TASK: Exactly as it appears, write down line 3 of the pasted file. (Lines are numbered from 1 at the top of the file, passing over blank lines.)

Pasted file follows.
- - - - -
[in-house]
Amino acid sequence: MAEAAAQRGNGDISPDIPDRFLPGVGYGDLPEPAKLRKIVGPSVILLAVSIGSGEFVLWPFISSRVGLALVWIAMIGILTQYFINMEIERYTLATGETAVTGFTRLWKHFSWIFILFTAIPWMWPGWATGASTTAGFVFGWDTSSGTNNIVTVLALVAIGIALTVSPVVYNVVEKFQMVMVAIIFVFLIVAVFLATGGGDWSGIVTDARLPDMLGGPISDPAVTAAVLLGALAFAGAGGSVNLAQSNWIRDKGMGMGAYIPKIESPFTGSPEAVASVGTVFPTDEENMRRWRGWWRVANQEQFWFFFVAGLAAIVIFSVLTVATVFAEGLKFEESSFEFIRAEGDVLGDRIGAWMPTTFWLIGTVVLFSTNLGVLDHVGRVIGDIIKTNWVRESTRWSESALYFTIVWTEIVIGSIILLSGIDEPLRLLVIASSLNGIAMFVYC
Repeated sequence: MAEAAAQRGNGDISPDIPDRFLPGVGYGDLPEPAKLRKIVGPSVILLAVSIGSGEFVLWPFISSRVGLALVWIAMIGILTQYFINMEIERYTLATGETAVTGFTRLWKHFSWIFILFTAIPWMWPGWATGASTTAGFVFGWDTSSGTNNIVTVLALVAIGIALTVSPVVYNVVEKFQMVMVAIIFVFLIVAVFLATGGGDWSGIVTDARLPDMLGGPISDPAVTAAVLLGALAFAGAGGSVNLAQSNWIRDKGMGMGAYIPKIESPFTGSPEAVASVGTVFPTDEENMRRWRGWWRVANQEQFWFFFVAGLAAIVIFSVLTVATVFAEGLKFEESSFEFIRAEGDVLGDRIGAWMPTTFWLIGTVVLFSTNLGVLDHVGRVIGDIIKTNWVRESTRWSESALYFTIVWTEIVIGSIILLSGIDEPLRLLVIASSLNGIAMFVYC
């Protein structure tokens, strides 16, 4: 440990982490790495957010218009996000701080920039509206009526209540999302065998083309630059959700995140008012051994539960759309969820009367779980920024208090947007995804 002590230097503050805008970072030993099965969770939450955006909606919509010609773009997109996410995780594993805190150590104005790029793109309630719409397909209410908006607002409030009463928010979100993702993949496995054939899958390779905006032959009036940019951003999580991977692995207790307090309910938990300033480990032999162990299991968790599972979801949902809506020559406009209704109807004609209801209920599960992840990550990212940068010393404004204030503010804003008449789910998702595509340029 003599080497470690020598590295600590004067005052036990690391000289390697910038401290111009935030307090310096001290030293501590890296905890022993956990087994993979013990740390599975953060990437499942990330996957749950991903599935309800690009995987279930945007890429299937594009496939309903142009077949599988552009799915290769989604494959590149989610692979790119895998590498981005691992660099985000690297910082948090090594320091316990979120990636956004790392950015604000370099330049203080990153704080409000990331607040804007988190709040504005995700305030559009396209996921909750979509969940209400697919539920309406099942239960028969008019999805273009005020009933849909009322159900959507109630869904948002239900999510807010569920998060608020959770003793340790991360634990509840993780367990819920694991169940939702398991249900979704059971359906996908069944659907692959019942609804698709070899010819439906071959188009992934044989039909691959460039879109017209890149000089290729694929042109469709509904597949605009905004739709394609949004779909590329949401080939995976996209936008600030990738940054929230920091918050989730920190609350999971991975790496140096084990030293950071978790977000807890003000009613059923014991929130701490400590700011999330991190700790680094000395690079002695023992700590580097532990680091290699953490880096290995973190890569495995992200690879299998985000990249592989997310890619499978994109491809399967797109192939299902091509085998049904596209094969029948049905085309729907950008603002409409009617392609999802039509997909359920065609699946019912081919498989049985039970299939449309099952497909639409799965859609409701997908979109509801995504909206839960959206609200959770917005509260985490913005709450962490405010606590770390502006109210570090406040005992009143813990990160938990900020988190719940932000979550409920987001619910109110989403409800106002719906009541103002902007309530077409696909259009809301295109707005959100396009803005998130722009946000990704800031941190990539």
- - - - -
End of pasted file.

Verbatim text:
Repeated sequence: MAEAAAQRGNGDISPDIPDRFLPGVGYGDLPEPAKLRKIVGPSVILLAVSIGSGEFVLWPFISSRVGLALVWIAMIGILTQYFINMEIERYTLATGETAVTGFTRLWKHFSWIFILFTAIPWMWPGWATGASTTAGFVFGWDTSSGTNNIVTVLALVAIGIALTVSPVVYNVVEKFQMVMVAIIFVFLIVAVFLATGGGDWSGIVTDARLPDMLGGPISDPAVTAAVLLGALAFAGAGGSVNLAQSNWIRDKGMGMGAYIPKIESPFTGSPEAVASVGTVFPTDEENMRRWRGWWRVANQEQFWFFFVAGLAAIVIFSVLTVATVFAEGLKFEESSFEFIRAEGDVLGDRIGAWMPTTFWLIGTVVLFSTNLGVLDHVGRVIGDIIKTNWVRESTRWSESALYFTIVWTEIVIGSIILLSGIDEPLRLLVIASSLNGIAMFVYC